Smoked Pork Tenderloin

5 from 2 votes
5 from 2 votes

Smoked pork tenderloin cooked over applewood and ready in just one hour. This easy barbecue smoked pork is incredibly tender and boasts a deep flavor that’s unlike any other meat cut.

smoked pork tenderloin

Smoked pork tenderloin is an impressive dish that is surprisingly easy to cook. It’s delicious when served sliced or pulled, making it a versatile option for any occasion.

It’s an incredibly tender pork cut and, best of all, one pound of pork tenderloin only needs about one hour to cook. This makes it a great option for weeknight dinner or for when you need a smoker recipe quick and ready.

From meat preparation to smoking woods, discover how to smoke pork tenderloin from scratch today.

smoked pork tenderloin

Pork Tenderloin Explained

A truly underrated pork cut, pork tenderloin is a small boneless pork cut from the top of the hog’s bag, opposite the loin. Known for being lean and low on fat, it has an unfair reputation for often being dry but I promise if you treat it right, you’ll have an incredible tender pork cut with a stronger pork flavor than any other pork cut.

Cooking pork tenderloin on the smoker can give this meat cut a juicier texture than grilling it and, because it’s so lean, it’s relatively quick and easy to cook. If you need a pork cut that’s ideal for weeknight dinners, this is the one to go for.

Quick Note: Tenderloin is often mistaken for loin, thanks in part to their similar names and the fact that they’re both from the hog’s back. However, the loin is a larger back section with substantially more fat on top and a milder flavor. This means it takes longer to cook, so make sure you get the right cut for this recipe.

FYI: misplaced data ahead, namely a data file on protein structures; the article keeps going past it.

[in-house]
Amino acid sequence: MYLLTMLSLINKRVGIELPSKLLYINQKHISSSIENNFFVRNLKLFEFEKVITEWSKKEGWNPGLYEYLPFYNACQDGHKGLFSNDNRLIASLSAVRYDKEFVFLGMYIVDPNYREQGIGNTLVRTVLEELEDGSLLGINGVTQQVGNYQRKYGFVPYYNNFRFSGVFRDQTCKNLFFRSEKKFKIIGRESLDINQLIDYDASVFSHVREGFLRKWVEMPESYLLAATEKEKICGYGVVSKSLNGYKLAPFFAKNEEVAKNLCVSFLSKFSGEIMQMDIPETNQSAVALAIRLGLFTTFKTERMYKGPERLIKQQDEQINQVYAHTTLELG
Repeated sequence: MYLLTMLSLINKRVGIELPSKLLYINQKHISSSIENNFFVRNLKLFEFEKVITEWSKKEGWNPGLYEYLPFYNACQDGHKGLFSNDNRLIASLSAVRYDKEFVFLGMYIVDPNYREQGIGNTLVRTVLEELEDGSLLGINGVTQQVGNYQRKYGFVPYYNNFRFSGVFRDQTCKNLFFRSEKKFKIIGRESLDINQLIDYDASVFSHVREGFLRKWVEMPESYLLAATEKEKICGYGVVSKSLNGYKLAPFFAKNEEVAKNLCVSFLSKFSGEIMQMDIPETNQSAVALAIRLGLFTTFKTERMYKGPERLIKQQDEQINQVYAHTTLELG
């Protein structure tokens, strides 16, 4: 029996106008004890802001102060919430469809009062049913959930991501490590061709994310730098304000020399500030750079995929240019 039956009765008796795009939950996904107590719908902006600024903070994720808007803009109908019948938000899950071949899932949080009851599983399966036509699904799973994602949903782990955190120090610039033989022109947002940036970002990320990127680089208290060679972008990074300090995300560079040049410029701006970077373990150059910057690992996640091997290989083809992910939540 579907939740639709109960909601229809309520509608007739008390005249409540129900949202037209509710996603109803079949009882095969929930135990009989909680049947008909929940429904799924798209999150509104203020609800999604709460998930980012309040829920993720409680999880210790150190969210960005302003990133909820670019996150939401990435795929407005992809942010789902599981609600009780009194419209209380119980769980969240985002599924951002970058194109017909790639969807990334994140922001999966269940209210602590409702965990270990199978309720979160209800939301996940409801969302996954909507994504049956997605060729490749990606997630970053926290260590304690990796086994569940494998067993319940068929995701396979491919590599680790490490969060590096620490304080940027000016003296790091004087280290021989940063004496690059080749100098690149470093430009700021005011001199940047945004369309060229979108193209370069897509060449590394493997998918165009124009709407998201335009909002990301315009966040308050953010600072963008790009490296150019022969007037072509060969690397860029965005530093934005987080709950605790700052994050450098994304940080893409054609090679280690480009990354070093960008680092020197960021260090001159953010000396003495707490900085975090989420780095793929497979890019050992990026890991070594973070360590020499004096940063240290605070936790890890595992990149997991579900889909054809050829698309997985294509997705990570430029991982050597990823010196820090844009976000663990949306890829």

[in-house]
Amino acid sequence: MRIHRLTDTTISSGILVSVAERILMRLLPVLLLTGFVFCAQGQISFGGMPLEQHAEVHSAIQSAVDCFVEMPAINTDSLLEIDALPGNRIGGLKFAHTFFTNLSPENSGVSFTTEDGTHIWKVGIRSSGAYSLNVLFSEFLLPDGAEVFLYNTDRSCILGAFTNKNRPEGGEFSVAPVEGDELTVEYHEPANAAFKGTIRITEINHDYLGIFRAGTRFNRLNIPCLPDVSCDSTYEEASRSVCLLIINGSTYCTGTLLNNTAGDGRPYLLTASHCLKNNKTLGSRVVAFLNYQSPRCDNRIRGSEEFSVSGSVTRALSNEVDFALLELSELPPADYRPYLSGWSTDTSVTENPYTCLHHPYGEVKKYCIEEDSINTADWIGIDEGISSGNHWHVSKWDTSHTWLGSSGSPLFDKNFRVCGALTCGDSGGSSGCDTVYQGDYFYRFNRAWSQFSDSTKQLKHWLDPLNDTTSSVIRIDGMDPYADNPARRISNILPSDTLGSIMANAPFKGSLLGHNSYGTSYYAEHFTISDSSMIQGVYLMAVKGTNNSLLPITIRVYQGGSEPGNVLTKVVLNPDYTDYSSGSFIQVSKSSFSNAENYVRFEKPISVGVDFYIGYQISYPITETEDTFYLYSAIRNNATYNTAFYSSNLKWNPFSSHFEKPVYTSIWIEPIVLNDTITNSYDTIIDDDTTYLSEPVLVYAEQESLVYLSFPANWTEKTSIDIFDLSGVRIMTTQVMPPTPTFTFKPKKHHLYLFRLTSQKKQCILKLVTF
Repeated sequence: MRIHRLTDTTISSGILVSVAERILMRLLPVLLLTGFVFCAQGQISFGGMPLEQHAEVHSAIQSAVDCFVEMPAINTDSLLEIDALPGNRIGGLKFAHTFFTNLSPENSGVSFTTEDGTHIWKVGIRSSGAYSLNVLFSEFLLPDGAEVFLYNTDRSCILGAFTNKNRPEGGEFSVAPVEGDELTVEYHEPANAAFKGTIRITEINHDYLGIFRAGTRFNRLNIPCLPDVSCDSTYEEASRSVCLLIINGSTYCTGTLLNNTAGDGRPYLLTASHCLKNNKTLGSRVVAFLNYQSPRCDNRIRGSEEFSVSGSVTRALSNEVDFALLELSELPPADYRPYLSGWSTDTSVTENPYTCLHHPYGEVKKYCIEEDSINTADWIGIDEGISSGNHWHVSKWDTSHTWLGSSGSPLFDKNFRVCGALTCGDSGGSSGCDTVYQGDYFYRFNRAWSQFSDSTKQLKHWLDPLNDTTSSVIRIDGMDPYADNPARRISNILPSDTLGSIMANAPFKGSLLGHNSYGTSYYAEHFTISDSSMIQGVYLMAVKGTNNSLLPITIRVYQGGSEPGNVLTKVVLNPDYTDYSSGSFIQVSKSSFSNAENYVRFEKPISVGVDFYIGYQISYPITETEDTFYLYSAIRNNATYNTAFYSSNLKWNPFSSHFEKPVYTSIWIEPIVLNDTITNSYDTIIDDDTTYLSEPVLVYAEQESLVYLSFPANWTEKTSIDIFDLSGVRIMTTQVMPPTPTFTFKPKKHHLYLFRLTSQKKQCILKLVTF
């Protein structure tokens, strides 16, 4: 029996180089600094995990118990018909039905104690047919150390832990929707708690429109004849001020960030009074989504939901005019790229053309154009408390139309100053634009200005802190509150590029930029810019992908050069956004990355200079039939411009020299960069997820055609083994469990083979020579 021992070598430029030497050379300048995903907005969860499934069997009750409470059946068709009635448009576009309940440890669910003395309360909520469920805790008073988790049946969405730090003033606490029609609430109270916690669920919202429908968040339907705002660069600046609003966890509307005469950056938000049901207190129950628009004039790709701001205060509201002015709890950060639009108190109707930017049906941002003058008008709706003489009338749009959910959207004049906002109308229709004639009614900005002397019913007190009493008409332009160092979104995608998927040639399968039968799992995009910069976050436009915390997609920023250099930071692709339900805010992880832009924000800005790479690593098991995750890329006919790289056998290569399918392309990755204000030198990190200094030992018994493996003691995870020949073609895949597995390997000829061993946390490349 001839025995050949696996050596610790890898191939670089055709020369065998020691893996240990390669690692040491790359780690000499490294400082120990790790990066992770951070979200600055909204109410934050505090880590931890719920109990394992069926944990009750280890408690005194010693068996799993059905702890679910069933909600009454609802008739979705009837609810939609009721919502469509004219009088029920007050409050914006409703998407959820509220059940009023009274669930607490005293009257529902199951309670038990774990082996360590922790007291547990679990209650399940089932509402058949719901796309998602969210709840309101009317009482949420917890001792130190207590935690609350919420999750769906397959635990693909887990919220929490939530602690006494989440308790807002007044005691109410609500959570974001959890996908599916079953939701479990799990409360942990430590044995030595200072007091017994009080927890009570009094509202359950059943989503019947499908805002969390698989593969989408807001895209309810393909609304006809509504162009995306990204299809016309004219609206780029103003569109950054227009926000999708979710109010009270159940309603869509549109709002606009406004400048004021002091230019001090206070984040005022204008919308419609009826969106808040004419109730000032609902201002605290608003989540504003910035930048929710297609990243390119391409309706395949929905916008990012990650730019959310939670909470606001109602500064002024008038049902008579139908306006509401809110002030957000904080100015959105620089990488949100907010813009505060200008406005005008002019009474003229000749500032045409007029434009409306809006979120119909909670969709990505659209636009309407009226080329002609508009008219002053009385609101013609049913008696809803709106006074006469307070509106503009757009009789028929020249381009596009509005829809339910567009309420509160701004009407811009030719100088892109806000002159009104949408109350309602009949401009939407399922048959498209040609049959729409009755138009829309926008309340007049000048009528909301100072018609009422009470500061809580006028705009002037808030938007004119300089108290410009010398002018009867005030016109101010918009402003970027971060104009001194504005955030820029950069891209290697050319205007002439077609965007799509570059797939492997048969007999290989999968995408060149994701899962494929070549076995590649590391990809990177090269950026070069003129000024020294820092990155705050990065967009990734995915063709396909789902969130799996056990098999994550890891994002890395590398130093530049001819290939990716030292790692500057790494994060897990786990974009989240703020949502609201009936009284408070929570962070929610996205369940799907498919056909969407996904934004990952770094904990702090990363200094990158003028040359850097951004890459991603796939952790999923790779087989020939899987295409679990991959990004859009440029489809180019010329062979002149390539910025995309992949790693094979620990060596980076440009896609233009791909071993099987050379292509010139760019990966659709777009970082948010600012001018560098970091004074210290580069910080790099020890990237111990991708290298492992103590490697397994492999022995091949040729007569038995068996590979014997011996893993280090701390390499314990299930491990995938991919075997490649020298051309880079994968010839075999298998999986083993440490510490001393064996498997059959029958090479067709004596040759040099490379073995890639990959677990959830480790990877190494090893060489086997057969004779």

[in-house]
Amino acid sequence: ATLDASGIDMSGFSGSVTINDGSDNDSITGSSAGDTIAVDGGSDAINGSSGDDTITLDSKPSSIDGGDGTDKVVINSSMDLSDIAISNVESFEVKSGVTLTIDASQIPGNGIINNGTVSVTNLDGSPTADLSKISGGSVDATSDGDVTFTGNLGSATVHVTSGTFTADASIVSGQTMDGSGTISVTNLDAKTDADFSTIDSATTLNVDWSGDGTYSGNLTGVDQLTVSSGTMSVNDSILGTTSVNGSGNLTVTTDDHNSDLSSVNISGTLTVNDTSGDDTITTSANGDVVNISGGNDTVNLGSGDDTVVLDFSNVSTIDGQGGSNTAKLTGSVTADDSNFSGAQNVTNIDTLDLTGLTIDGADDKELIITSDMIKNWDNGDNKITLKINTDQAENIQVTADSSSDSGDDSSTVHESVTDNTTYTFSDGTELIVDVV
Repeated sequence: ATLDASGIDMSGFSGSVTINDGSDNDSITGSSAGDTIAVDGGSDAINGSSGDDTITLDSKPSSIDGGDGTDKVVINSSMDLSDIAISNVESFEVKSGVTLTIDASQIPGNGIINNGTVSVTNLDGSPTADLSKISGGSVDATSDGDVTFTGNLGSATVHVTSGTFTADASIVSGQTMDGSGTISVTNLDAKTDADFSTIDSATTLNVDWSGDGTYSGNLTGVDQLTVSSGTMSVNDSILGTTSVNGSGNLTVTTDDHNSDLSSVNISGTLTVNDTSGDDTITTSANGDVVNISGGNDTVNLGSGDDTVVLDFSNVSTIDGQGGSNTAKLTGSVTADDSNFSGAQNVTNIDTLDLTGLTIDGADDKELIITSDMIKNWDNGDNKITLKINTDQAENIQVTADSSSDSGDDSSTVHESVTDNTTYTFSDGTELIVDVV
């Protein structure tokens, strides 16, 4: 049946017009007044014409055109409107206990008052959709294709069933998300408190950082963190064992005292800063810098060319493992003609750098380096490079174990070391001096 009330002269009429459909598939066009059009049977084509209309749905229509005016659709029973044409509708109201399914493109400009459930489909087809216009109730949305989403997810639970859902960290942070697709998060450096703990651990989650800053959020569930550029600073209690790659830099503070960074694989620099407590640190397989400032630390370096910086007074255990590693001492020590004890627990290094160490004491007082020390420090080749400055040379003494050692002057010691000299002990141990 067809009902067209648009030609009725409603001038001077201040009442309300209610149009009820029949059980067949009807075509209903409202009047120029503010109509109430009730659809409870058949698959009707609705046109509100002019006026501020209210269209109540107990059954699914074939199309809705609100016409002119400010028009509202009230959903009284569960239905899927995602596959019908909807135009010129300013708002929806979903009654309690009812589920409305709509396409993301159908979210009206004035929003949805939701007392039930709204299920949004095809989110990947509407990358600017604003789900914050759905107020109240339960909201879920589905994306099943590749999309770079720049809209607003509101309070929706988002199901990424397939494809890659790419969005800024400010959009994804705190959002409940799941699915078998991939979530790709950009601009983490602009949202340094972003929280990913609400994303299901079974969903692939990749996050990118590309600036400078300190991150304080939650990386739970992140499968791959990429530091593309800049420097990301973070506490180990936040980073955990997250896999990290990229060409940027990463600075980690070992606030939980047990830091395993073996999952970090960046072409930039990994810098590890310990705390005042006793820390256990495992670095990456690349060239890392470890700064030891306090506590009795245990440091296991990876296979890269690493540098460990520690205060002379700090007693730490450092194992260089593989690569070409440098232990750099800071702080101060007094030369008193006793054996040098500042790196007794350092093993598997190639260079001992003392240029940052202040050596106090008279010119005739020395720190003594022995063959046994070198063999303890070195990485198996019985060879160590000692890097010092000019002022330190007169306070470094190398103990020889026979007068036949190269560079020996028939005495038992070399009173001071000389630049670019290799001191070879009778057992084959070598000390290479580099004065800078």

smoked pork tenderloin

Meat Prep

Prepare your pork tenderloin carefully to ensure that it is tender and flavorful when it leaves the smoker.


Pork tenderloin is a lean cut of meat, but it can still have some chunks of fat along the outside that should be discarded before cooking. You can usually pull this off easily or cut it off with your knife.

trimming fat and silverskin from pork tenderloin on wooden chopping board

A thin layer of silverskin will be present along one side of the tenderloin. Use your knife to cut this off to make your meat easier to slice after smoking it.


If you want to add extra flavor and make sure your pork is moist and juicy, you can brine it before smoking. Pork tenderloin has a tendency to dry out, but brining can help you avoid this.

Use water, salt, and whichever flavorful add-ins you’d like to create your brine. Popular add-ins include spices, herbs, sugar, or apple juice. Be sure to add enough salt (1 tablespoon for every cup of water) to make the meat extra tender.

Brine your tenderloin for one to two hours before smoking it. Take care to ensure your brine completely covers the pork. You will likely need around five or six cups to do so.

Dry Rub

Using a good dry rub blend is the best way to elevate the natural flavors of smoked pork tenderloin with some added sweetness and a dash of heat. You can easily buy premade seasoning online, but we prefer to make our own dry rub.

For this recipe, we’re using our classic pork rub recipe. It combines smoked paprika, chili powder, and cumin for a balance of sweetness and spice that complements pork perfectly. Full ingredients are in the recipe below.

Best Smoking Wood

Applewood is typically best for smoking tenderloin because apple and pork flavors pair so well together. You can complement these flavors by using apple slices in your brine or marinade.